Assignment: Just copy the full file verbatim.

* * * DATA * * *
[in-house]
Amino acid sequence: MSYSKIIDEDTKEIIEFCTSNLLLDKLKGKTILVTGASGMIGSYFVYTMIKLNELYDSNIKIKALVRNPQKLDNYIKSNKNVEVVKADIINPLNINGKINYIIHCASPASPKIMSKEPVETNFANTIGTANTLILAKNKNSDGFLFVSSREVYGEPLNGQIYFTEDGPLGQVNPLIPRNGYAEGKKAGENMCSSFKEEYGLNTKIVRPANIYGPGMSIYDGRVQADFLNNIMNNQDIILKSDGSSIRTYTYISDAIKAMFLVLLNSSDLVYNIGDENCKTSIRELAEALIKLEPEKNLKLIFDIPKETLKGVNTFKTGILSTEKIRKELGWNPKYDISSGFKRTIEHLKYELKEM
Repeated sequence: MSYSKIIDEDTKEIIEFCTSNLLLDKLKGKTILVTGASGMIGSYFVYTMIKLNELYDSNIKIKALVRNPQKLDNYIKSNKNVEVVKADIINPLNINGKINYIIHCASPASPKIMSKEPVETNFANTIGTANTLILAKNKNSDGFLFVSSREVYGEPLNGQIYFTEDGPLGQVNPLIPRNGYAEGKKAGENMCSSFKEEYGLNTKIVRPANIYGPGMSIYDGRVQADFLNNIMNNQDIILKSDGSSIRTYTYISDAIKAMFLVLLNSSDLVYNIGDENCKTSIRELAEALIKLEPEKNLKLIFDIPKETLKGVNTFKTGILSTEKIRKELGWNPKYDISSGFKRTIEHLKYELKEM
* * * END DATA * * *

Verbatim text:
[in-house]
Amino acid sequence: MSYSKIIDEDTKEIIEFCTSNLLLDKLKGKTILVTGASGMIGSYFVYTMIKLNELYDSNIKIKALVRNPQKLDNYIKSNKNVEVVKADIINPLNINGKINYIIHCASPASPKIMSKEPVETNFANTIGTANTLILAKNKNSDGFLFVSSREVYGEPLNGQIYFTEDGPLGQVNPLIPRNGYAEGKKAGENMCSSFKEEYGLNTKIVRPANIYGPGMSIYDGRVQADFLNNIMNNQDIILKSDGSSIRTYTYISDAIKAMFLVLLNSSDLVYNIGDENCKTSIRELAEALIKLEPEKNLKLIFDIPKETLKGVNTFKTGILSTEKIRKELGWNPKYDISSGFKRTIEHLKYELKEM
Repeated sequence: MSYSKIIDEDTKEIIEFCTSNLLLDKLKGKTILVTGASGMIGSYFVYTMIKLNELYDSNIKIKALVRNPQKLDNYIKSNKNVEVVKADIINPLNINGKINYIIHCASPASPKIMSKEPVETNFANTIGTANTLILAKNKNSDGFLFVSSREVYGEPLNGQIYFTEDGPLGQVNPLIPRNGYAEGKKAGENMCSSFKEEYGLNTKIVRPANIYGPGMSIYDGRVQADFLNNIMNNQDIILKSDGSSIRTYTYISDAIKAMFLVLLNSSDLVYNIGDENCKTSIRELAEALIKLEPEKNLKLIFDIPKETLKGVNTFKTGILSTEKIRKELGWNPKYDISSGFKRTIEHLKYELKEM